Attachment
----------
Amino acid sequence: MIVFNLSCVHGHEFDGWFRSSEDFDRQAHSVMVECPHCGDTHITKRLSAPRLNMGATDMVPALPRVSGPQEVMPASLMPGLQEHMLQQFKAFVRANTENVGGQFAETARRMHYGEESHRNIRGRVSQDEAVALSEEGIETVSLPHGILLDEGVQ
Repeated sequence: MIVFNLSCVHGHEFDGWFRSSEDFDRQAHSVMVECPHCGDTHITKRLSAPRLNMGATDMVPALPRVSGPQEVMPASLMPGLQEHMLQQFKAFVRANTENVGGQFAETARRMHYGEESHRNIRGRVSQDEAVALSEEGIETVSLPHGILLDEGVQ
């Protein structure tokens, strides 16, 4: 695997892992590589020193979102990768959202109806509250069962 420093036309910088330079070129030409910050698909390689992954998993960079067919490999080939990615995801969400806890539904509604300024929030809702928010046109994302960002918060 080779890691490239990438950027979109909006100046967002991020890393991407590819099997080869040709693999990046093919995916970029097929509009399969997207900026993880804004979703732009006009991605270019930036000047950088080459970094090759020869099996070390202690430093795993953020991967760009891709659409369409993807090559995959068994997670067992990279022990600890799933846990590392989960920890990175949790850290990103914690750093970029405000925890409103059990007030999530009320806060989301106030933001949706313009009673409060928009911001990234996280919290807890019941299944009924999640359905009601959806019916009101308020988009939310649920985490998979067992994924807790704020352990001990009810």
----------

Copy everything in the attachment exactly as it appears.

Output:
Amino acid sequence: MIVFNLSCVHGHEFDGWFRSSEDFDRQAHSVMVECPHCGDTHITKRLSAPRLNMGATDMVPALPRVSGPQEVMPASLMPGLQEHMLQQFKAFVRANTENVGGQFAETARRMHYGEESHRNIRGRVSQDEAVALSEEGIETVSLPHGILLDEGVQ
Repeated sequence: MIVFNLSCVHGHEFDGWFRSSEDFDRQAHSVMVECPHCGDTHITKRLSAPRLNMGATDMVPALPRVSGPQEVMPASLMPGLQEHMLQQFKAFVRANTENVGGQFAETARRMHYGEESHRNIRGRVSQDEAVALSEEGIETVSLPHGILLDEGVQ
């Protein structure tokens, strides 16, 4: 695997892992590589020193979102990768959202109806509250069962 420093036309910088330079070129030409910050698909390689992954998993960079067919490999080939990615995801969400806890539904509604300024929030809702928010046109994302960002918060 080779890691490239990438950027979109909006100046967002991020890393991407590819099997080869040709693999990046093919995916970029097929509009399969997207900026993880804004979703732009006009991605270019930036000047950088080459970094090759020869099996070390202690430093795993953020991967760009891709659409369409993807090559995959068994997670067992990279022990600890799933846990590392989960920890990175949790850290990103914690750093970029405000925890409103059990007030999530009320806060989301106030933001949706313009009673409060928009911001990234996280919290807890019941299944009924999640359905009601959806019916009101308020988009939310649920985490998979067992994924807790704020352990001990009810």